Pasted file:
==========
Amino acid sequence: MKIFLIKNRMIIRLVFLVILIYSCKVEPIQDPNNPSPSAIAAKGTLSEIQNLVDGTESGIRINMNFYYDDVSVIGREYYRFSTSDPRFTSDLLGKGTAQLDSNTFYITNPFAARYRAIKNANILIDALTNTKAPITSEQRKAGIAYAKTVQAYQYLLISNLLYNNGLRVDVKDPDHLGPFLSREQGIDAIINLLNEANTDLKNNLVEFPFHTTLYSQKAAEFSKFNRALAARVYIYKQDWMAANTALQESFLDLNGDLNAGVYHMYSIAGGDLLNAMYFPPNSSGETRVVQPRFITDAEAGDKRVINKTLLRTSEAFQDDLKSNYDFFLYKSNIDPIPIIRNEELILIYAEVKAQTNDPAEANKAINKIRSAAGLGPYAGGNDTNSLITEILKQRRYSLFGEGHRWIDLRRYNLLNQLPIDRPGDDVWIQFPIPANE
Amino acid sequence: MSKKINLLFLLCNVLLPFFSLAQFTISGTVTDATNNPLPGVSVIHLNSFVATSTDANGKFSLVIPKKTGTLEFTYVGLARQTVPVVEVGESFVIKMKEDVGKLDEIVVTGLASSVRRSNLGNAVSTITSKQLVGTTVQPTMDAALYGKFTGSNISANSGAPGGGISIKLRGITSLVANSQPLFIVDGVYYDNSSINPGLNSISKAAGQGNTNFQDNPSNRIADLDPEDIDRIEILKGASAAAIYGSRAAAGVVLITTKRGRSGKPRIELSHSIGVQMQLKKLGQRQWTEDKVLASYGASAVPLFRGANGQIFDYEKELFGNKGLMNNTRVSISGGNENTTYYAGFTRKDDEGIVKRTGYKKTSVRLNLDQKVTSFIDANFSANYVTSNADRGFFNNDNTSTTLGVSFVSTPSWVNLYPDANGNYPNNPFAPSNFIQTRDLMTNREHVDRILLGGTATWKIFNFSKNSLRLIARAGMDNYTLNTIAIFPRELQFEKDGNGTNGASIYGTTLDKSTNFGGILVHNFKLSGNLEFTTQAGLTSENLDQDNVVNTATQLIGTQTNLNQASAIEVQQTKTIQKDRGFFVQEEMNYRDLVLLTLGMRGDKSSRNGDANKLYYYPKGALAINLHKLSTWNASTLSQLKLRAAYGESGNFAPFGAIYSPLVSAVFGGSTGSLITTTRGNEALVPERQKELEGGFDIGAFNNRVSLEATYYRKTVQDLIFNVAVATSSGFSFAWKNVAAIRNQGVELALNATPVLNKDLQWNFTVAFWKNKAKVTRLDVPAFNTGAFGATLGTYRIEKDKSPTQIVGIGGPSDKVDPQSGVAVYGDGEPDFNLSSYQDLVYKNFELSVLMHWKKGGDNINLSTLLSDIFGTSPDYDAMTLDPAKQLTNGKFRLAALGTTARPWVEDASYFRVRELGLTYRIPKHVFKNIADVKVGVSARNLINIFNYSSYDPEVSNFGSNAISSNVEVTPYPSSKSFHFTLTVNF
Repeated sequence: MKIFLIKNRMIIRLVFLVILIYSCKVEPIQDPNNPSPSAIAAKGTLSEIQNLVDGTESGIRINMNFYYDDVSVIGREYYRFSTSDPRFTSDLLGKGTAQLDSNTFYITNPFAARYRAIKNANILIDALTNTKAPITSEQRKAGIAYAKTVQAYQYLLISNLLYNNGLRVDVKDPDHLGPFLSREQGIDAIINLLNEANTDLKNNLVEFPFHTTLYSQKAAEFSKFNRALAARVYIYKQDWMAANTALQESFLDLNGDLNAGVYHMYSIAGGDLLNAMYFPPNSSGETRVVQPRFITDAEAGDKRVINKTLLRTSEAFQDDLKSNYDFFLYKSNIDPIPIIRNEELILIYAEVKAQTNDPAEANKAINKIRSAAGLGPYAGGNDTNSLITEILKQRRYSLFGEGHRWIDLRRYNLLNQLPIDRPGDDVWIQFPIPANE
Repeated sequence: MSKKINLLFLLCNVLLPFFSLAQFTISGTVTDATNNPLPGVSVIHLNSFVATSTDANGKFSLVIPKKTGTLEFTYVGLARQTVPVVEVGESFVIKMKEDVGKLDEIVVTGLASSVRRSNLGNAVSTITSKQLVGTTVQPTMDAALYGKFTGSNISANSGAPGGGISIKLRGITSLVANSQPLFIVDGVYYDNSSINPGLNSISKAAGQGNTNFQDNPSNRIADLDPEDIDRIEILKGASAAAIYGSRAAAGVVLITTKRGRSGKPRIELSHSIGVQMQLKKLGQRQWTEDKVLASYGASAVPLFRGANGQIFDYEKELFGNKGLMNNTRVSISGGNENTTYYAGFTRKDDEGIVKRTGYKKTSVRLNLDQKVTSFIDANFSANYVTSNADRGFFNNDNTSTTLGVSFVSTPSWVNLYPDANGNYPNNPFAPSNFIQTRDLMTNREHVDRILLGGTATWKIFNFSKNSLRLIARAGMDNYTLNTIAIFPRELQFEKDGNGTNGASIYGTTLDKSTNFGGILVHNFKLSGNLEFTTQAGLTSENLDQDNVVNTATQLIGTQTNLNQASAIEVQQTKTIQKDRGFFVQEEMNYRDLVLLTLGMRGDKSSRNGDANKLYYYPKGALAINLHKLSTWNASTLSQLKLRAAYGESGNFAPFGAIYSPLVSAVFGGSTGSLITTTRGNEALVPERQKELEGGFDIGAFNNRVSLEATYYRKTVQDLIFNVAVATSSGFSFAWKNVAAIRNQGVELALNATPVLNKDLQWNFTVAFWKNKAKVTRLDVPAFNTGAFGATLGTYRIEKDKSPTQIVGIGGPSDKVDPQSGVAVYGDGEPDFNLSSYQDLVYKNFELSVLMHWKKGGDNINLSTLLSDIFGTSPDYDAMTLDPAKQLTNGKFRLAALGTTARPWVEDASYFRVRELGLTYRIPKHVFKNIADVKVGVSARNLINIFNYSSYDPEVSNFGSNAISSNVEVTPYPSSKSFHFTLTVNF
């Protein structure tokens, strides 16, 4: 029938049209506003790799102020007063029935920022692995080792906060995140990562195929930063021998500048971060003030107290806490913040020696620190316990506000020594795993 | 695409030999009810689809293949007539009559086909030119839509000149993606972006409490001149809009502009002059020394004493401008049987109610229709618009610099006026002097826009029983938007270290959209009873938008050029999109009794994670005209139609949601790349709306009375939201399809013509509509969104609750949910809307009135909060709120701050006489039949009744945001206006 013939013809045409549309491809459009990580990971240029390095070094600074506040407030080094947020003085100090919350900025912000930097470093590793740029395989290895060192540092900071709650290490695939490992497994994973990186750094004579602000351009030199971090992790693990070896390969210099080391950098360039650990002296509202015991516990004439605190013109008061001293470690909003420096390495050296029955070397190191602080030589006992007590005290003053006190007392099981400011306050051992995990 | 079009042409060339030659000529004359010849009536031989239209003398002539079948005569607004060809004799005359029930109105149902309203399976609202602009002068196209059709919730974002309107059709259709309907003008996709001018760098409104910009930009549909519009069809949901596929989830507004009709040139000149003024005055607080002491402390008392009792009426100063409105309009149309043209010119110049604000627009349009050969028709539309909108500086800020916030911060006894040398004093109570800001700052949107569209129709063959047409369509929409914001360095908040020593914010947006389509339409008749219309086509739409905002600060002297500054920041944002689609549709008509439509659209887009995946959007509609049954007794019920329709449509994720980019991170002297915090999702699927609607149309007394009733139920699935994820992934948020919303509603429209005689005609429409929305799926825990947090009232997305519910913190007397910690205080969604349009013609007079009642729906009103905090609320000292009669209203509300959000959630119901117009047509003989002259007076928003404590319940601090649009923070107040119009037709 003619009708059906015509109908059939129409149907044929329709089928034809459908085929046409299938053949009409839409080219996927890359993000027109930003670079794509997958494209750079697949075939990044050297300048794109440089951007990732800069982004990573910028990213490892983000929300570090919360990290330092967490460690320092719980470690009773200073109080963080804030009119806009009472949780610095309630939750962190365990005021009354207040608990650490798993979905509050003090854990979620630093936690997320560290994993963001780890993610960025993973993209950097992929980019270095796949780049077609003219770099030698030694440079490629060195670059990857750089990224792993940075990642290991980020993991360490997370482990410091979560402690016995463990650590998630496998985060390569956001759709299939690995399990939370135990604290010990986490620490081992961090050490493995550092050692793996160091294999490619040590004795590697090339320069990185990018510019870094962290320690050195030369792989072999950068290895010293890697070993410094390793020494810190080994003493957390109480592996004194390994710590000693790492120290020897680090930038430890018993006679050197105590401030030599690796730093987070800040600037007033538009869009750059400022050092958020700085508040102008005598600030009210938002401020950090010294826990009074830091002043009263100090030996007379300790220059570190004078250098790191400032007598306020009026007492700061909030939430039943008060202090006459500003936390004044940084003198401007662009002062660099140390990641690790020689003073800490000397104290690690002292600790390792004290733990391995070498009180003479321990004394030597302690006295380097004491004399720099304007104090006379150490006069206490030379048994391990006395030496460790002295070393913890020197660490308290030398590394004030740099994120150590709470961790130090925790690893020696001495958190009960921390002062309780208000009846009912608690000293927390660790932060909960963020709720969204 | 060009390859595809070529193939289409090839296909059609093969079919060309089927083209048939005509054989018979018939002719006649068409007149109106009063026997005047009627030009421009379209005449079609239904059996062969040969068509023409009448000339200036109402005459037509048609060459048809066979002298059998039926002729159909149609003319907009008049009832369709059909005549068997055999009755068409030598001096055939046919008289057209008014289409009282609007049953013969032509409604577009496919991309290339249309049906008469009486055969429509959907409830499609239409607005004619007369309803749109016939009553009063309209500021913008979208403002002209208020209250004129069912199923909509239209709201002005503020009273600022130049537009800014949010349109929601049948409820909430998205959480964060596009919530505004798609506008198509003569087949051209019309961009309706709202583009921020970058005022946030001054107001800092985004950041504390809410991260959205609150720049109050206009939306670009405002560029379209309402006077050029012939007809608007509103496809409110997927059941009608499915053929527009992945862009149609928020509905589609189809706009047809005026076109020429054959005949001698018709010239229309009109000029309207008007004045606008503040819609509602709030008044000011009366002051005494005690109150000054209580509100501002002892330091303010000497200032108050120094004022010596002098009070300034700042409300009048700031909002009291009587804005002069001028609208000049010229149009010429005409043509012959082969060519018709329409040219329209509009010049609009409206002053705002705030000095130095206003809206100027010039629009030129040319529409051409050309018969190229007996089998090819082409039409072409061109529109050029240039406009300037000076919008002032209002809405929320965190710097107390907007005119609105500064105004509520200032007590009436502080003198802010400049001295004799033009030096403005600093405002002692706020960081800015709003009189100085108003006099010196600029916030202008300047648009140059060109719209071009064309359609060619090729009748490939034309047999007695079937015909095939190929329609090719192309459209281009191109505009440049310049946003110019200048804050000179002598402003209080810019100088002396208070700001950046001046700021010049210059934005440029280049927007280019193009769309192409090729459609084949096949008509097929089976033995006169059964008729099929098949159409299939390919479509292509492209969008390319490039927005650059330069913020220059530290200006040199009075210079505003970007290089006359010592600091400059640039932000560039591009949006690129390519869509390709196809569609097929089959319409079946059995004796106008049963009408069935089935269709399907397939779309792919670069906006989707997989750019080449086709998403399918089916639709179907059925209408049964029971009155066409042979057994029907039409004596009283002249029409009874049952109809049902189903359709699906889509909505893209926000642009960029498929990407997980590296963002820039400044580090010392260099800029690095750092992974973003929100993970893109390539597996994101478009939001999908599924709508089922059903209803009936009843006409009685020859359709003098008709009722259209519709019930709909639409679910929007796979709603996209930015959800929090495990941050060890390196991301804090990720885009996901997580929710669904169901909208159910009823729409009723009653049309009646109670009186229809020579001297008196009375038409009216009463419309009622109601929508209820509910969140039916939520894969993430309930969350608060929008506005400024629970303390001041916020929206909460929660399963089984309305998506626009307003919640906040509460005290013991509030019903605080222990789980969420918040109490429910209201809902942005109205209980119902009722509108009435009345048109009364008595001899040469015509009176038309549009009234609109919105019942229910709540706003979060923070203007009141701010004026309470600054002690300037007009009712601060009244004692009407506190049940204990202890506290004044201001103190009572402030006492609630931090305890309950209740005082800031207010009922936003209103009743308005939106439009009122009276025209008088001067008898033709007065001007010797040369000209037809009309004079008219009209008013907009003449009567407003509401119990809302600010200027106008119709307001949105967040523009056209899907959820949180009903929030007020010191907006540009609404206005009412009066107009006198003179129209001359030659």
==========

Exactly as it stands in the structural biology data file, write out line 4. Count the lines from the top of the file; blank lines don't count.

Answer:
Repeated sequence: MSKKINLLFLLCNVLLPFFSLAQFTISGTVTDATNNPLPGVSVIHLNSFVATSTDANGKFSLVIPKKTGTLEFTYVGLARQTVPVVEVGESFVIKMKEDVGKLDEIVVTGLASSVRRSNLGNAVSTITSKQLVGTTVQPTMDAALYGKFTGSNISANSGAPGGGISIKLRGITSLVANSQPLFIVDGVYYDNSSINPGLNSISKAAGQGNTNFQDNPSNRIADLDPEDIDRIEILKGASAAAIYGSRAAAGVVLITTKRGRSGKPRIELSHSIGVQMQLKKLGQRQWTEDKVLASYGASAVPLFRGANGQIFDYEKELFGNKGLMNNTRVSISGGNENTTYYAGFTRKDDEGIVKRTGYKKTSVRLNLDQKVTSFIDANFSANYVTSNADRGFFNNDNTSTTLGVSFVSTPSWVNLYPDANGNYPNNPFAPSNFIQTRDLMTNREHVDRILLGGTATWKIFNFSKNSLRLIARAGMDNYTLNTIAIFPRELQFEKDGNGTNGASIYGTTLDKSTNFGGILVHNFKLSGNLEFTTQAGLTSENLDQDNVVNTATQLIGTQTNLNQASAIEVQQTKTIQKDRGFFVQEEMNYRDLVLLTLGMRGDKSSRNGDANKLYYYPKGALAINLHKLSTWNASTLSQLKLRAAYGESGNFAPFGAIYSPLVSAVFGGSTGSLITTTRGNEALVPERQKELEGGFDIGAFNNRVSLEATYYRKTVQDLIFNVAVATSSGFSFAWKNVAAIRNQGVELALNATPVLNKDLQWNFTVAFWKNKAKVTRLDVPAFNTGAFGATLGTYRIEKDKSPTQIVGIGGPSDKVDPQSGVAVYGDGEPDFNLSSYQDLVYKNFELSVLMHWKKGGDNINLSTLLSDIFGTSPDYDAMTLDPAKQLTNGKFRLAALGTTARPWVEDASYFRVRELGLTYRIPKHVFKNIADVKVGVSARNLINIFNYSSYDPEVSNFGSNAISSNVEVTPYPSSKSFHFTLTVNF